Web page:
In the early stages of the silent treatment, it is easy to get frustrated and say things that you don't mean. It's important to keep a level head when talking to your partner about issues, especially when you're not receiving feedback.
If you've been in a long-term relationship, keep in mind that your partner cares about you. Silence does not indicate a lack of affection but a way to quiet the discomfort of confrontation.
Try to change your approach. If you're in a confrontational mood, calm down before attempting to speak with your partner. Don't rush the issue; take as much time as necessary to compile your thoughts. Take a walk, clear your head, and rethink the issue.
Ask your partner to sit down with you in an intimate setting, such as your home or in a quiet area of a park. Avoid going to public places such as restaurants as it may be hard to openly discuss the topic without creating a scene. Be willing to start with a more innocuous topic or discuss whatever is on your partner's mind first.
If you feel that you were wrong in the conflict that caused the silent treatment, sincerely apologize. If you feel that your partner was in the wrong, be ready to forgive before talking it over. Holding grudges will only prolong the silence, and acting out of spite will hold over long after the argument has been resolved.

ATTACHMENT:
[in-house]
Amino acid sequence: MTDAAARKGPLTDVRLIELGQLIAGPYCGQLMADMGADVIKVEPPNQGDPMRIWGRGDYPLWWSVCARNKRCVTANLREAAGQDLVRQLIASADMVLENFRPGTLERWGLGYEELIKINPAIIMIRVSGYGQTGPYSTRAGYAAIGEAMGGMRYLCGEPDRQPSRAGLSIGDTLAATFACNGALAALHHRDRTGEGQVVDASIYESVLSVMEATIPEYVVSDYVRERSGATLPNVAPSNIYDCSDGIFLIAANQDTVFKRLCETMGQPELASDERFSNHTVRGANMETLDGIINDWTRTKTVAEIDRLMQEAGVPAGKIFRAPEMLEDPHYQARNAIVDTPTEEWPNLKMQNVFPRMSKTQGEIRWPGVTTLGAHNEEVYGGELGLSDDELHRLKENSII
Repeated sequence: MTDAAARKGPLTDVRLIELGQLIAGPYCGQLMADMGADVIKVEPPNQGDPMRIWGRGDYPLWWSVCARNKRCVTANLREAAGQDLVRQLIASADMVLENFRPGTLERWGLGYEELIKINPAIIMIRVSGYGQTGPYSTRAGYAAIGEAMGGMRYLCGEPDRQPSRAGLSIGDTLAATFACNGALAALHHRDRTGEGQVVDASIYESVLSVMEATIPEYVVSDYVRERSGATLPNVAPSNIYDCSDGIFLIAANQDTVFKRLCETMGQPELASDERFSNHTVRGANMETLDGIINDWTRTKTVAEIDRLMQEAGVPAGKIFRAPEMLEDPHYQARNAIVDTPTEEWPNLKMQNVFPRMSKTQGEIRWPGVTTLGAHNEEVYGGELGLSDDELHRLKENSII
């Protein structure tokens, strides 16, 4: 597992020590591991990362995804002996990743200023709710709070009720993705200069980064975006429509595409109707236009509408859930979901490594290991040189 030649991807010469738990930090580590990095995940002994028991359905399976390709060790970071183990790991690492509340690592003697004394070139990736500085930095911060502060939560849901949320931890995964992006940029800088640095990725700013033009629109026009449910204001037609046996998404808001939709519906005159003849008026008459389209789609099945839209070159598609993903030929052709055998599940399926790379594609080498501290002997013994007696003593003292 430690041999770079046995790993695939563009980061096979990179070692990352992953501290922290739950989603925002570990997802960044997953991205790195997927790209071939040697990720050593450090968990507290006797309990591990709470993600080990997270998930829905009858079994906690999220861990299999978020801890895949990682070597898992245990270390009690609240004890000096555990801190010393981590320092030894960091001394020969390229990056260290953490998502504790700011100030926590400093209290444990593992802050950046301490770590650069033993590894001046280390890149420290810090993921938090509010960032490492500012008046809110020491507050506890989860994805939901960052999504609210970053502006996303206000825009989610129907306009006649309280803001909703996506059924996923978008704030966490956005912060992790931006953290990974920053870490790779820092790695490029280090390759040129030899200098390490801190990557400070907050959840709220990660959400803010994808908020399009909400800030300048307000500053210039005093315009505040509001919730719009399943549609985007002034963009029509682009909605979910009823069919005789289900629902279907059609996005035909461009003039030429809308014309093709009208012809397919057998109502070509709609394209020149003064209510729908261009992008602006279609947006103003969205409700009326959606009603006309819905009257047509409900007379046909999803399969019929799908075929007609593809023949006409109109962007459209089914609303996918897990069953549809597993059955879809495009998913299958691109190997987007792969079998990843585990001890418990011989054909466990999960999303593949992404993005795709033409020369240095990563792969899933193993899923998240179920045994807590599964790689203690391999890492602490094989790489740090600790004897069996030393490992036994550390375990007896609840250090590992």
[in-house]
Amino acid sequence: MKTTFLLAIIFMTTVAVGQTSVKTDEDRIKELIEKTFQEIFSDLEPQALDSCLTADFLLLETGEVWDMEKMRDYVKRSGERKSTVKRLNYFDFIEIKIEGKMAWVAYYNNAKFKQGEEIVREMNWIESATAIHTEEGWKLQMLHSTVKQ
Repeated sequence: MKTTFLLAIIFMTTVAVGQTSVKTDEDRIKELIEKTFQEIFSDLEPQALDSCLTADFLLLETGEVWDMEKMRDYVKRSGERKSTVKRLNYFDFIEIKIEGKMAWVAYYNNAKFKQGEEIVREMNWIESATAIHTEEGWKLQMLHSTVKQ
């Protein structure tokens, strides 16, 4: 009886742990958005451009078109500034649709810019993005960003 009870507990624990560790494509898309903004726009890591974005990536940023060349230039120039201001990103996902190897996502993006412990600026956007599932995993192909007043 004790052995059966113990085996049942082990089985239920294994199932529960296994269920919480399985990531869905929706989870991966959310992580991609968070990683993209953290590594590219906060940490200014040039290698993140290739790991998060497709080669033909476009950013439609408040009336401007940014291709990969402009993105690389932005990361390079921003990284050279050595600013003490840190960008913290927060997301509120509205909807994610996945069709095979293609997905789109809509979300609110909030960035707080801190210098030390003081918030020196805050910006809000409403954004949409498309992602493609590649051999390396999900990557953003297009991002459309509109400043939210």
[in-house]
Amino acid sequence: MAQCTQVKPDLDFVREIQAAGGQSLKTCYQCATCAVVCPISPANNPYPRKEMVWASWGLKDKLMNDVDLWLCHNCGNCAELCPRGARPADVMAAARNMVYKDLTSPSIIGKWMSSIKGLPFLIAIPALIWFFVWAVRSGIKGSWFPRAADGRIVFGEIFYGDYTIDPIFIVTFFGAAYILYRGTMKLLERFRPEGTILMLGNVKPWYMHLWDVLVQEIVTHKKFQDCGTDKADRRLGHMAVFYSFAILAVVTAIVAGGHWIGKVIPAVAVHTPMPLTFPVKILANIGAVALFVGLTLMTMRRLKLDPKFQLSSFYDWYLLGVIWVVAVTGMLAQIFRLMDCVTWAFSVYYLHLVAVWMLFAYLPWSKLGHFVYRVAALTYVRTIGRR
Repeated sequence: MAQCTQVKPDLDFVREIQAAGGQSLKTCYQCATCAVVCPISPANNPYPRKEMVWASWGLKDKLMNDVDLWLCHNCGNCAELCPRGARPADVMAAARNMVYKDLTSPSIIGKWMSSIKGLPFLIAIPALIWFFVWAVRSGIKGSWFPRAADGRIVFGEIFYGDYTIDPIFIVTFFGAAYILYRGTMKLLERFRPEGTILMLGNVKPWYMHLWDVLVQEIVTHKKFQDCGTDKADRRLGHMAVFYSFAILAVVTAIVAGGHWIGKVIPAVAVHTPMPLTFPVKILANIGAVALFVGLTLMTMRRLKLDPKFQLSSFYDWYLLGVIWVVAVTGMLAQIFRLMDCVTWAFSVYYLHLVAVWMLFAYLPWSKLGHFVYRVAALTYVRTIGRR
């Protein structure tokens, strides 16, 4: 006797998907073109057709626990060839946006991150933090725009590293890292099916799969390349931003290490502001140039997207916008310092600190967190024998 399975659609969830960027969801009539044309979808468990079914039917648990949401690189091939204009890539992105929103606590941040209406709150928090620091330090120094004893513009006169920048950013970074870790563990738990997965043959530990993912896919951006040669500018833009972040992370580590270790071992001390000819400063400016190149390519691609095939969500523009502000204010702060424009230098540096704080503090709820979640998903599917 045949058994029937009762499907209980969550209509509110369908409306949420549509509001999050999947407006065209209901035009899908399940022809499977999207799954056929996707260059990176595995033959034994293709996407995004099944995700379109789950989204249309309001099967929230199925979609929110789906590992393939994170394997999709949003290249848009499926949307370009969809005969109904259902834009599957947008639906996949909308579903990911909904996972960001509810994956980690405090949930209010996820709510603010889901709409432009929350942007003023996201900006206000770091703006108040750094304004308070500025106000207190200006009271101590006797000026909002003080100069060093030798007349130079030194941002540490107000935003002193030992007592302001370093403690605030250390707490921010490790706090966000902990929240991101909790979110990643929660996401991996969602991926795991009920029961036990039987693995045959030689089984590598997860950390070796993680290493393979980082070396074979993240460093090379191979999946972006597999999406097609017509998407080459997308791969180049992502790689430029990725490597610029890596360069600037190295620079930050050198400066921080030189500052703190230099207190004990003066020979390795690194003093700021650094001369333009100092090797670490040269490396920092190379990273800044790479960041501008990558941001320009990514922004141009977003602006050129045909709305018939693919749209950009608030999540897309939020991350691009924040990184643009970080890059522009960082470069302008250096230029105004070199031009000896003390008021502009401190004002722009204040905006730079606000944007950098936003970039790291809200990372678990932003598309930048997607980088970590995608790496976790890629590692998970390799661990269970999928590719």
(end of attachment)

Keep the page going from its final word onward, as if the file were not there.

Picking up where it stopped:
Don't dredge up the past; try to think for the future. Saying, "I understand. How can we address this in the future?" will steer the conversation towards a more helpful theme. Be open to suggestions.
Be sure to let your partner know that the silence upset you. Tell her this in a helpful manner. Saying, "I appreciate that I upset you, but silence is a barrier in our communication. Can you try to take a different approach next time?" may enhance your communication in future disagreements.
If you dislike the silent treatment, don't engage in it yourself. The best way to show that you're above being stonewalled is to be a good example.
- If the silent treatment is common in your relationship, or it happens over an extended period of time, see a counselor.